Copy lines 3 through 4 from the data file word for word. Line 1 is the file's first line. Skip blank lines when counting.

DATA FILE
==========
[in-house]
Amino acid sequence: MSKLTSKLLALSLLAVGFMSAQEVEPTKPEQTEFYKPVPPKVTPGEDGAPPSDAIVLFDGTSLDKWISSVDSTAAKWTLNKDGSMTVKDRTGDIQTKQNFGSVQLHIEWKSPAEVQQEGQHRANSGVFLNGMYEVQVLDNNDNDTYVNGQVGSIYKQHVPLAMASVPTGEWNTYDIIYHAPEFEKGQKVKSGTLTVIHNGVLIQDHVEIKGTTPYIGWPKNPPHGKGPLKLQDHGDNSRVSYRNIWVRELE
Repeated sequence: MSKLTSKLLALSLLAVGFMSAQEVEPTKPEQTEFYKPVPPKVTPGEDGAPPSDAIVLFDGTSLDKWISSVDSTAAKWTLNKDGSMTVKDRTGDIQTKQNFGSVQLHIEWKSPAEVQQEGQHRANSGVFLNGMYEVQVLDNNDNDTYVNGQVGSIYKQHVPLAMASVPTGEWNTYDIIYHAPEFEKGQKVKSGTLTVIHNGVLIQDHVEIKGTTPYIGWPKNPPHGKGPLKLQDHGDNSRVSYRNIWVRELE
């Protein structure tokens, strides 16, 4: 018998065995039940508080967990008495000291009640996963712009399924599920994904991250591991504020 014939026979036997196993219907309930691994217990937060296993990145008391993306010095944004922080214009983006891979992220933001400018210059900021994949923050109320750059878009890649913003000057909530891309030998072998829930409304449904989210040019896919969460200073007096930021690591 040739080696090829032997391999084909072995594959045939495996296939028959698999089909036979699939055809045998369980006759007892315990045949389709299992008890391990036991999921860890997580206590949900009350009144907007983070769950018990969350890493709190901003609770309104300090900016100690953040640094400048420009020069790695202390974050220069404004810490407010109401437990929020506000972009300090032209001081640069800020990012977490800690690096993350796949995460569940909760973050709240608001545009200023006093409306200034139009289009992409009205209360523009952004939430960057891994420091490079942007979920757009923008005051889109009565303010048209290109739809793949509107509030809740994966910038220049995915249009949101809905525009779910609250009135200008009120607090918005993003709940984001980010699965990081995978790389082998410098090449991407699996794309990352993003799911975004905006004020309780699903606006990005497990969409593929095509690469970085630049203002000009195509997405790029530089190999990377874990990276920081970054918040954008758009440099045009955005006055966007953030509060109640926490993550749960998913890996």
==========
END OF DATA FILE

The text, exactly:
Repeated sequence: MSKLTSKLLALSLLAVGFMSAQEVEPTKPEQTEFYKPVPPKVTPGEDGAPPSDAIVLFDGTSLDKWISSVDSTAAKWTLNKDGSMTVKDRTGDIQTKQNFGSVQLHIEWKSPAEVQQEGQHRANSGVFLNGMYEVQVLDNNDNDTYVNGQVGSIYKQHVPLAMASVPTGEWNTYDIIYHAPEFEKGQKVKSGTLTVIHNGVLIQDHVEIKGTTPYIGWPKNPPHGKGPLKLQDHGDNSRVSYRNIWVRELE
């Protein structure tokens, strides 16, 4: 018998065995039940508080967990008495000291009640996963712009399924599920994904991250591991504020 014939026979036997196993219907309930691994217990937060296993990145008391993306010095944004922080214009983006891979992220933001400018210059900021994949923050109320750059878009890649913003000057909530891309030998072998829930409304449904989210040019896919969460200073007096930021690591 040739080696090829032997391999084909072995594959045939495996296939028959698999089909036979699939055809045998369980006759007892315990045949389709299992008890391990036991999921860890997580206590949900009350009144907007983070769950018990969350890493709190901003609770309104300090900016100690953040640094400048420009020069790695202390974050220069404004810490407010109401437990929020506000972009300090032209001081640069800020990012977490800690690096993350796949995460569940909760973050709240608001545009200023006093409306200034139009289009992409009205209360523009952004939430960057891994420091490079942007979920757009923008005051889109009565303010048209290109739809793949509107509030809740994966910038220049995915249009949101809905525009779910609250009135200008009120607090918005993003709940984001980010699965990081995978790389082998410098090449991407699996794309990352993003799911975004905006004020309780699903606006990005497990969409593929095509690469970085630049203002000009195509997405790029530089190999990377874990990276920081970054918040954008758009440099045009955005006055966007953030509060109640926490993550749960998913890996």